This from Jay Rosen on Twitter: "People have asked me so I'll ask you, @JTEMPLERMN: you're blogging about them now, but why didn't you DO these things as boss of the Rocky?"
A good question.
Here's my Twitter response:
"Think of what I'm writing as things I learned from running the Rocky. I did what I could."
I also heard something similar from Tom Davidson, who asked:
"RT @jayrosen_nyu: Asking @JTEMPLERMN: you're blogging about them now, but why didn't you DO these things when you were boss at the Rocky?"
Here's an edited version of my Twitter response to Mr. Davidson:
Good question. I did what I could. I don't want to sound like I'm making excuses. But Rocky was in a JOA. (JOA stands for joint operating agreement, a Justice Department sanctioned business deal that otherwise would violate anti-trust laws because it allows "competing" newspapers to combine their business operations to keep both editorial brands alive.) That's very unwieldy. In JOA, business and editorial separate. And web even more complicated. Advertising and editorial hosted by different companies. Think of what I'm writing as lessons from being in the trenches for many years, wishing I could have done things differently. (I would add here, that it's important to understand that as much authority as I had, and Scripps was great about giving me rope to do what I thought was right, there's nobody in such a complex organization who can control the whole thing. You can try to use your influence, but that's about as far as it goes on many matters.) I'm not pretending I have the answers. I am saying what I would try to do if I were in a situation where all forces could align.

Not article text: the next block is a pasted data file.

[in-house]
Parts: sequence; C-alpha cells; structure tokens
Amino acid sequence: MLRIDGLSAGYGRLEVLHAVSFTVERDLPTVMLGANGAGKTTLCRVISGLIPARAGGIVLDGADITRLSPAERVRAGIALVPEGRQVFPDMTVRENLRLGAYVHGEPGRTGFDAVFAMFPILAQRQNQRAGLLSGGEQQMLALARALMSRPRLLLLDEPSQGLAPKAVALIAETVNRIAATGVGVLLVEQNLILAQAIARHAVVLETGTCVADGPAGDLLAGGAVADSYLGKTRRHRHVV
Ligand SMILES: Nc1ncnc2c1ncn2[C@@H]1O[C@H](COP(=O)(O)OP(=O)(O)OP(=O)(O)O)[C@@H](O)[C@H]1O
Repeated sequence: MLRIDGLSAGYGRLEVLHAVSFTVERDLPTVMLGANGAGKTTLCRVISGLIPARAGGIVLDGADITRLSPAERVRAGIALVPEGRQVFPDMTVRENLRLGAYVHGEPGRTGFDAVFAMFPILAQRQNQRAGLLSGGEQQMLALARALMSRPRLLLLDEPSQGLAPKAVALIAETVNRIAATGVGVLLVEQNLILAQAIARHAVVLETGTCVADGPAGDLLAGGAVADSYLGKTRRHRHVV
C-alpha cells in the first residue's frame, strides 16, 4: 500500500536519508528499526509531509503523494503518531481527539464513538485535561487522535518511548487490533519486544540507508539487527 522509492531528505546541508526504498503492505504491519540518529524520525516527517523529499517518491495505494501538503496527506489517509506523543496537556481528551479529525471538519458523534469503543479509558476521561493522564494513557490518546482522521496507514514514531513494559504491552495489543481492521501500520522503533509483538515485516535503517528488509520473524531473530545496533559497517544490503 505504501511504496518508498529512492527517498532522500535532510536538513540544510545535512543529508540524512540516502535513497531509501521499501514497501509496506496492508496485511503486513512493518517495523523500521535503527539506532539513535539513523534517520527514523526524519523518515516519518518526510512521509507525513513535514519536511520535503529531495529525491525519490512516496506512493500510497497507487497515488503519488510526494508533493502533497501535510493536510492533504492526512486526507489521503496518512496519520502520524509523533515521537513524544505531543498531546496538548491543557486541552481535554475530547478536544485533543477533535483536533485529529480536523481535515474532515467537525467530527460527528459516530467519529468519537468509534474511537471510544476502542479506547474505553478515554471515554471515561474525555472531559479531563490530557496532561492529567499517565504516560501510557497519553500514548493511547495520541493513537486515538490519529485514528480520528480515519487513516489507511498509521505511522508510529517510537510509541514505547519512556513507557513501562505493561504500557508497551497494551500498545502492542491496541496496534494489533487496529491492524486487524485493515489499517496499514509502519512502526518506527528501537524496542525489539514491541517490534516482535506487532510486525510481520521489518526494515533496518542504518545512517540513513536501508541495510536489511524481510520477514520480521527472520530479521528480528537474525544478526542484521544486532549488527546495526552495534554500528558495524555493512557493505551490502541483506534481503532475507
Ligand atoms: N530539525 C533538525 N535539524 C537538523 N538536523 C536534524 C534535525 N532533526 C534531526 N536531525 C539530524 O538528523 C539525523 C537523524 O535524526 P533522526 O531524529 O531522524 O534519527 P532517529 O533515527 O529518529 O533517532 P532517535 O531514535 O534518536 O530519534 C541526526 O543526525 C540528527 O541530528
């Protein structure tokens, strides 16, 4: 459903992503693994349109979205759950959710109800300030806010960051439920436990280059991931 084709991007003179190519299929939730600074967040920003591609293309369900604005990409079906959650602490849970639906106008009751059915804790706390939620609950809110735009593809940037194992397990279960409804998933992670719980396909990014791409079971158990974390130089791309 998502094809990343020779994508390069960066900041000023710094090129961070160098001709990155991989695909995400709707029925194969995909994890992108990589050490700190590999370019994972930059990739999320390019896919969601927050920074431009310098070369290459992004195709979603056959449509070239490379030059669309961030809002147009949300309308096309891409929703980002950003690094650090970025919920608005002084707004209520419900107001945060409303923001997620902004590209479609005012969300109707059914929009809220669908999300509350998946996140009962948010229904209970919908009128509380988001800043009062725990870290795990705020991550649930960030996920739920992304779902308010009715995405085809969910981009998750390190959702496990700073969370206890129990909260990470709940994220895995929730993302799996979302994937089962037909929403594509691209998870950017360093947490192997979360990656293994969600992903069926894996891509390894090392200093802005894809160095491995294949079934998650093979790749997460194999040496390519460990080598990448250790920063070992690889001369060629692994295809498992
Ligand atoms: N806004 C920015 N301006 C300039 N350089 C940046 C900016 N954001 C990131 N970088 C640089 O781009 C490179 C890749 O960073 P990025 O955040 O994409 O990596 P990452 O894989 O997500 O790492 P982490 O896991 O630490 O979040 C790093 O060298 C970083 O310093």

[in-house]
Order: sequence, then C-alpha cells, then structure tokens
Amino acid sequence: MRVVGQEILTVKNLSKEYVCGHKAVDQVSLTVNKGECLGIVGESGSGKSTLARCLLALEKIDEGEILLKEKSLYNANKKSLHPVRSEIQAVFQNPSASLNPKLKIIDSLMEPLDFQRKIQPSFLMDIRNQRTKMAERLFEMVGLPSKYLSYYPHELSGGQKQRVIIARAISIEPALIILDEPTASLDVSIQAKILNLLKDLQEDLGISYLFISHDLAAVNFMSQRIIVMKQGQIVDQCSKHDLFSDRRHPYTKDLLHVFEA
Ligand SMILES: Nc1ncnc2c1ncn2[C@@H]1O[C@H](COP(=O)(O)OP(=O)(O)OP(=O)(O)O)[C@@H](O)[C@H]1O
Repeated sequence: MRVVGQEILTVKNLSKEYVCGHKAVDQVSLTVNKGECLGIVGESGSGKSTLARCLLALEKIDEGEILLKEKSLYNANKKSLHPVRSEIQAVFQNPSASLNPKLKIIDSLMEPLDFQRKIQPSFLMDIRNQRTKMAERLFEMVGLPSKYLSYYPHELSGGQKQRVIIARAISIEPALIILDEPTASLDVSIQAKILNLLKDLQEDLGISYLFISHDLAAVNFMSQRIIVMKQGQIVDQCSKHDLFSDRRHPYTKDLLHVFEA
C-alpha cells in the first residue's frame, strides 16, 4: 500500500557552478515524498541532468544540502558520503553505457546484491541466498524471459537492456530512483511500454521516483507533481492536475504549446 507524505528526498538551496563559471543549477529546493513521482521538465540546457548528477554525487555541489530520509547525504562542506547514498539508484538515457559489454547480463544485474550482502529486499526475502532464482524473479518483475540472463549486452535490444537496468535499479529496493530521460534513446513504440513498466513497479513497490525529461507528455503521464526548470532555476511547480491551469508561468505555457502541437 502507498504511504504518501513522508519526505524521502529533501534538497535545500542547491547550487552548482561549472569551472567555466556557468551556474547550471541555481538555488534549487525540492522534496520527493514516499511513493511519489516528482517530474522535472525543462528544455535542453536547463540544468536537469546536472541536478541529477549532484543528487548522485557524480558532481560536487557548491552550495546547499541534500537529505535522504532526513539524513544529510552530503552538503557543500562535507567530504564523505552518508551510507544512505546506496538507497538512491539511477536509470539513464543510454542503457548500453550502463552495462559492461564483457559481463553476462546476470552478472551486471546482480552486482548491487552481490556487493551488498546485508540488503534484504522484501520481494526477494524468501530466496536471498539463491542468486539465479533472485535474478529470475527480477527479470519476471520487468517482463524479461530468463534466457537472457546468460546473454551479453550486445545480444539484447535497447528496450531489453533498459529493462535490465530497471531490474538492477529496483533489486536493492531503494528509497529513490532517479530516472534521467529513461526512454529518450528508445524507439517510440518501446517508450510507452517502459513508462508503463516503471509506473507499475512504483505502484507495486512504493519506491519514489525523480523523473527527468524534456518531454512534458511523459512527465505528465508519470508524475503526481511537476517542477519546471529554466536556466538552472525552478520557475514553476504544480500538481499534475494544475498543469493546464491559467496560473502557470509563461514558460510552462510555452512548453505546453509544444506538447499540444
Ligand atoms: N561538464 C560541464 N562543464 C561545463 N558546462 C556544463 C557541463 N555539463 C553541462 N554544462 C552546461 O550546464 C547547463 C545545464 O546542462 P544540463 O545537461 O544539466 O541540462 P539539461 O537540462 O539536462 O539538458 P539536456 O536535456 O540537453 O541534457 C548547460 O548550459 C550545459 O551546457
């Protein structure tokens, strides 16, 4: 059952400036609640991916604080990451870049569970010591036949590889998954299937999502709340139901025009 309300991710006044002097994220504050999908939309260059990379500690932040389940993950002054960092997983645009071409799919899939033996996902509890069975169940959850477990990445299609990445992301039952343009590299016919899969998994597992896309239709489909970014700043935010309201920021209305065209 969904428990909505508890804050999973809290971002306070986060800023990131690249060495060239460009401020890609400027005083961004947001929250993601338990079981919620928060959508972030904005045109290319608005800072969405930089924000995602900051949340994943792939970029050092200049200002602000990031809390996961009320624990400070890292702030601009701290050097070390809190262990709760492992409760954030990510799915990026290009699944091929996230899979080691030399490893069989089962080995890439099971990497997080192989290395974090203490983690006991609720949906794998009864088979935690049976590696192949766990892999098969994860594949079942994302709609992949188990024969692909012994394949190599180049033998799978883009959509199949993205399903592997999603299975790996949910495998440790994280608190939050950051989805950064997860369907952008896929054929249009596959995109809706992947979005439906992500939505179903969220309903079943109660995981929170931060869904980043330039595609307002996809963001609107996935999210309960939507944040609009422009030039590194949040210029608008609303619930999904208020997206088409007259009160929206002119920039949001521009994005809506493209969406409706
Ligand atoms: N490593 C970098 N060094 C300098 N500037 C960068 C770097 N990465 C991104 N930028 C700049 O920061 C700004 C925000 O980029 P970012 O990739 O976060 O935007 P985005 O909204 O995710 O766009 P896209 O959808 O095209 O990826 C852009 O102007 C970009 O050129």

The issue of all forces aligning is the key. That's not happening at many, perhaps most, local news organizations I know. It's what's potentially exciting about new people coming into ownership roles in the business or creating new local news organizations. Starting from scratch, as it were, perhaps they'll be able to make all forces align and help everyone, inside and outside the organization, understand what it's trying to do and why that's worthwhile for them.
I then asked Mr. Davidson: Does that make sense? I think we did a lot of things really well and smartly at the Rocky. But conversation needs to be bigger.
In part, that's what I'm trying to do now: Make the conversation bigger.
I'm trying to look ahead free from the responsibility of running an existing newspaper. I learned many lessons at the Rocky Mountain News. But I know I have much more to learn. (For example, how to do basic coding on my blog for google analytics and to replace the blogger icon with my own favicon. Only half kidding.)
We tried many things in Denver prior to the closing of the Rocky and the dissolution of the JOA. But for all involved it was a very unwieldy structure, with its own unique problems. In a JOA, the newsrooms are completely separate and independent from the business operation. That has its advantages. But it also makes it very difficult to build a team dedicated to the same cause or to build new businesses. The Web was even more complex than print. I don't want to make excuses. The Rocky, The Denver Post and the Denver Newspaper Agency tried many things. I tried many things on my own and learned a lot in the process. I'm grateful for the experience but also enjoying the perspective being a "free agent" gives me.
Finally, I felt I shouldn't just criticize the American Press Institute's white papers, but instead offer up some of my own thinking.
Hope this helps. Happy to discuss further.